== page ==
Responding to terror

For many of our children and young people, last month’s terrorist bombing of an Ariana Grande concert in Manchester, which left 23 dead, might be the first such event that feels ‘real’. While this generation has grown up flooded with images of devastation from around the world, there haven’t been any dominated by scenes of children. We haven’t seen screaming young people and parents fleeing a scene. We haven’t heard stories of British children dying. They haven’t happened at events they might have been at with victims who looked like them. Many young people will have woken up the next morning thinking, for the first time: “This could have been me.”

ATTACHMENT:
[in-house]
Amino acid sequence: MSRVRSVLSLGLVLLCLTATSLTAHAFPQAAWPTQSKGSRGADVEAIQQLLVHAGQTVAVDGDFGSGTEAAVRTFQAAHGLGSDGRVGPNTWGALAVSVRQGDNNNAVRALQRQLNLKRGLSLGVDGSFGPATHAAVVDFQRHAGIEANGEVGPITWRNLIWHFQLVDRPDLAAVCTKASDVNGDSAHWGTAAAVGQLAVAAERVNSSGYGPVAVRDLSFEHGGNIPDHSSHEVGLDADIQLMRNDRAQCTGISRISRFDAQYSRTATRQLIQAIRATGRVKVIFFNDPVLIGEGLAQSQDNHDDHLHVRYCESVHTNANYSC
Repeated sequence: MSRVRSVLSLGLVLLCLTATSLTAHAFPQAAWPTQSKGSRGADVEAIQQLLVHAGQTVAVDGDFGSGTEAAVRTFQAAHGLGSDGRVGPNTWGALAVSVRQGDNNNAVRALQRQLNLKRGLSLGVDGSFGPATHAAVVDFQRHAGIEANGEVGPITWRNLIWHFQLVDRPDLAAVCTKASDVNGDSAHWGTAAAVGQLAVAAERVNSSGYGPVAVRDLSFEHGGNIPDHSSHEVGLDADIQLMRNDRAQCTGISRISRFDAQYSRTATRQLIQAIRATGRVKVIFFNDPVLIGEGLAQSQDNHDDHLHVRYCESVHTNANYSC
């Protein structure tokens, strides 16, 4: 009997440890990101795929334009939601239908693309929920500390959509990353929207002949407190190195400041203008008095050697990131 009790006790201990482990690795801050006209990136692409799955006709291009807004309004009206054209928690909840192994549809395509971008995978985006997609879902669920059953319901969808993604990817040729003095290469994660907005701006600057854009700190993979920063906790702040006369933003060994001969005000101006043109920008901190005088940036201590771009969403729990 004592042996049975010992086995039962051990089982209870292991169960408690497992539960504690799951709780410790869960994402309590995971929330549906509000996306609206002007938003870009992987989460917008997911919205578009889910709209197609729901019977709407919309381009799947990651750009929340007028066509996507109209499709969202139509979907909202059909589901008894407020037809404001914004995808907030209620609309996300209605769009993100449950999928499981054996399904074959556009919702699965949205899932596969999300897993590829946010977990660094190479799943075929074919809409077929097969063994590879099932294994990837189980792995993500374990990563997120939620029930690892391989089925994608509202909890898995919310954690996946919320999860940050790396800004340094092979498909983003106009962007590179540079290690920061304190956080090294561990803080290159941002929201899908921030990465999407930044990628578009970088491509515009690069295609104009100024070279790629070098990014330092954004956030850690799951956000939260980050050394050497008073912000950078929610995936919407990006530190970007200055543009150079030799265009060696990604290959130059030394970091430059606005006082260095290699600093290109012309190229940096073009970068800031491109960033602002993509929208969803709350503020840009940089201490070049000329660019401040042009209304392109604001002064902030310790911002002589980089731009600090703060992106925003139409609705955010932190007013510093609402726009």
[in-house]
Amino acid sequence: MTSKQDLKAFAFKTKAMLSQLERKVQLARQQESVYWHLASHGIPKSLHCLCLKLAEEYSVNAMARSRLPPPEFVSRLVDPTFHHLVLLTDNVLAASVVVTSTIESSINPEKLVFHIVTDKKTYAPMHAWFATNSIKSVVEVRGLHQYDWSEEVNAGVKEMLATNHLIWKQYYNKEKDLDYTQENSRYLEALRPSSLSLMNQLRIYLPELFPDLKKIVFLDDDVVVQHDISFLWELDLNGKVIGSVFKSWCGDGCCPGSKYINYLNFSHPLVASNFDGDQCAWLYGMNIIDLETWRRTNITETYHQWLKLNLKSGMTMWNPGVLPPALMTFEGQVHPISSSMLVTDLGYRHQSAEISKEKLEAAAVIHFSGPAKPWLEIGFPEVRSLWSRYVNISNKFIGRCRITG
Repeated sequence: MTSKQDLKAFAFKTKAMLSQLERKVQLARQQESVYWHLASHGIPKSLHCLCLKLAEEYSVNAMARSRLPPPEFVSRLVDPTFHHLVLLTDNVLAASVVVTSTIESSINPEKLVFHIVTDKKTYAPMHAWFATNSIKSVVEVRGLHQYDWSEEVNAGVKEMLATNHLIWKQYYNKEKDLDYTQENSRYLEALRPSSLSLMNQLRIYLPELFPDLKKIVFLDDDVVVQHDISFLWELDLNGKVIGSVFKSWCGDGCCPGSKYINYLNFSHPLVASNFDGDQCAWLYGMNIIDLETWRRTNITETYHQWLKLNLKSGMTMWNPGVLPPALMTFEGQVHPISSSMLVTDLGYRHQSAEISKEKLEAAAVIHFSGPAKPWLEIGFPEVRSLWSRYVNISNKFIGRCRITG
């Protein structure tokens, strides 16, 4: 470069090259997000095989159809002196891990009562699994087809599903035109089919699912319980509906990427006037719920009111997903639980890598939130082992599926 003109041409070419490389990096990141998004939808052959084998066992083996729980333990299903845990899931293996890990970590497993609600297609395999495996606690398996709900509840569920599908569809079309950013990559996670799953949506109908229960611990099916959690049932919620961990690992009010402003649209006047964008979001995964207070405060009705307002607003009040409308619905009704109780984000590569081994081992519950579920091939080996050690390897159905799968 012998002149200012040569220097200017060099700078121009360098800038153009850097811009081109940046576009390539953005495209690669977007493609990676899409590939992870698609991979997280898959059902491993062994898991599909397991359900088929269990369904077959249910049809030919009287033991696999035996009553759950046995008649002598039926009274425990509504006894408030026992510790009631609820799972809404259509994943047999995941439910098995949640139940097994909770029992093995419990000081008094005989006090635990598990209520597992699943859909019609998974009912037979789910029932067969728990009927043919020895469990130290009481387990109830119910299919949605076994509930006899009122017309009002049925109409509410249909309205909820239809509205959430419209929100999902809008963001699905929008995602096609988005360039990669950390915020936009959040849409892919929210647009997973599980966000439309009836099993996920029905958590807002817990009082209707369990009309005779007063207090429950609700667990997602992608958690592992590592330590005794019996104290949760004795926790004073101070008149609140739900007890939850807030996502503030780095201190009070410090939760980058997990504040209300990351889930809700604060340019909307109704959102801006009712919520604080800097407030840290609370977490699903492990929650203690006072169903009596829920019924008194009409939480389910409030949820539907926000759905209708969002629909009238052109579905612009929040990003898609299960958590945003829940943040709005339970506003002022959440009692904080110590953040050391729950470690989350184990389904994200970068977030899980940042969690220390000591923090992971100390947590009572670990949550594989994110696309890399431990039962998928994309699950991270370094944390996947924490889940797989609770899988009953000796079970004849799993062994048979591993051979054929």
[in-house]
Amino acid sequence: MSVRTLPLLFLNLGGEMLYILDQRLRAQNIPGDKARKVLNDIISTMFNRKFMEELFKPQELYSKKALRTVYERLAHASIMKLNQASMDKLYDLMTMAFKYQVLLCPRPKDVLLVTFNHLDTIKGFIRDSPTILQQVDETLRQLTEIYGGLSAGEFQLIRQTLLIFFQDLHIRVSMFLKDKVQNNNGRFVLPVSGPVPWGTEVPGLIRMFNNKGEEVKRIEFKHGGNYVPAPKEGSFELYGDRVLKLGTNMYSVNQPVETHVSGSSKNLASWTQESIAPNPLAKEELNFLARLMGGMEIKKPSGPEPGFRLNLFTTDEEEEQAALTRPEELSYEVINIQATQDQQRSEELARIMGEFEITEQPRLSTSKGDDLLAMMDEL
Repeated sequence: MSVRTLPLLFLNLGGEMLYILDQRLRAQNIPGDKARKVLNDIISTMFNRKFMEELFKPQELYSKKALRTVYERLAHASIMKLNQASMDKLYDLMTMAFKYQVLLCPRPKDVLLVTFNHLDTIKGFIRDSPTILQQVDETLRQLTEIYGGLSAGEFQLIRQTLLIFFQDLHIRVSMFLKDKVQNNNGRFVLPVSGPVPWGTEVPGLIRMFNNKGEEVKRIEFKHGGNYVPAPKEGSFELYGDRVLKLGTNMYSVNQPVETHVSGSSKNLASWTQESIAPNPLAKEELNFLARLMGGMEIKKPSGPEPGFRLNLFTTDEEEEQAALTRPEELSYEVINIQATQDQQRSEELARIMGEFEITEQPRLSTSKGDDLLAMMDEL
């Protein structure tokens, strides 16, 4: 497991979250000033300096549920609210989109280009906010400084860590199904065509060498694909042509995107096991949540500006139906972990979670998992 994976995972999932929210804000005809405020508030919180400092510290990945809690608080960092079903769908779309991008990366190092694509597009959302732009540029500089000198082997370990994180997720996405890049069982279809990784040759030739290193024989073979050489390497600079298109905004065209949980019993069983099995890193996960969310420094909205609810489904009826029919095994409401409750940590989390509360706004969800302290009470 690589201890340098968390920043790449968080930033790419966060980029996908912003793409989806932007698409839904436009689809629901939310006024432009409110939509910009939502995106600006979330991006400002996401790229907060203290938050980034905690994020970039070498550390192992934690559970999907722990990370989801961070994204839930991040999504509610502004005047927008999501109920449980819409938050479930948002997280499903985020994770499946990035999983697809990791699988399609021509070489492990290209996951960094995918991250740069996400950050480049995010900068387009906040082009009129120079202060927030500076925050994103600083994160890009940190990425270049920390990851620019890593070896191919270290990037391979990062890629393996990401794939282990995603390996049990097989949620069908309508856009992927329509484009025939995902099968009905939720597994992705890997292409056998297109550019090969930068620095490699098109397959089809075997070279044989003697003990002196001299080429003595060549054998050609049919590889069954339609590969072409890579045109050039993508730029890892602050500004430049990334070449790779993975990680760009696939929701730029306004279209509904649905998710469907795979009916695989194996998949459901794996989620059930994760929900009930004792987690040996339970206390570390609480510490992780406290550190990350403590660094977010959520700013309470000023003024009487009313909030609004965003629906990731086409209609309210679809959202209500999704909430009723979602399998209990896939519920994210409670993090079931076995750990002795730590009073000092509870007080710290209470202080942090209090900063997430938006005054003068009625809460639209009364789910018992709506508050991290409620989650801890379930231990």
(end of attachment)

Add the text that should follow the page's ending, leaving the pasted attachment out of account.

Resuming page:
Two weeks later, terrorists attacked London on a Saturday night, and the cycle repeated - fear and uncertainty. And then at the end of a traumatic month,...

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